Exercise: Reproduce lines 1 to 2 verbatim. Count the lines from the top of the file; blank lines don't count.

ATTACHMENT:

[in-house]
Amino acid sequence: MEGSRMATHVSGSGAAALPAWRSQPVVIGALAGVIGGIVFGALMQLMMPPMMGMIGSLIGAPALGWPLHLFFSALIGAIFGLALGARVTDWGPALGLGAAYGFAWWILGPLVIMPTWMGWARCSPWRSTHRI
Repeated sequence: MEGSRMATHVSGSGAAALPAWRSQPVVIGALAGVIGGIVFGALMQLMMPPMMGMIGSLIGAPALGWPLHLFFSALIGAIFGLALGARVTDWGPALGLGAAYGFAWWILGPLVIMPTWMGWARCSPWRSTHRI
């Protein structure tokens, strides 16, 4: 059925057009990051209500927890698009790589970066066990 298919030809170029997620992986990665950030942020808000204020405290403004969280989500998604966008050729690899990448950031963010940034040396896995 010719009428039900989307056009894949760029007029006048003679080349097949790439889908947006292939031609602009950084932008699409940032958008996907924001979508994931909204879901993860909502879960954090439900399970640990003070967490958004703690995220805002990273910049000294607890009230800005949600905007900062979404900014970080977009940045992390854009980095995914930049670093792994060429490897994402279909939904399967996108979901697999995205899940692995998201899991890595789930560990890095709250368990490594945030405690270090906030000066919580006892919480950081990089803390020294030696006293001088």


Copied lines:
[in-house]
Amino acid sequence: MEGSRMATHVSGSGAAALPAWRSQPVVIGALAGVIGGIVFGALMQLMMPPMMGMIGSLIGAPALGWPLHLFFSALIGAIFGLALGARVTDWGPALGLGAAYGFAWWILGPLVIMPTWMGWARCSPWRSTHRI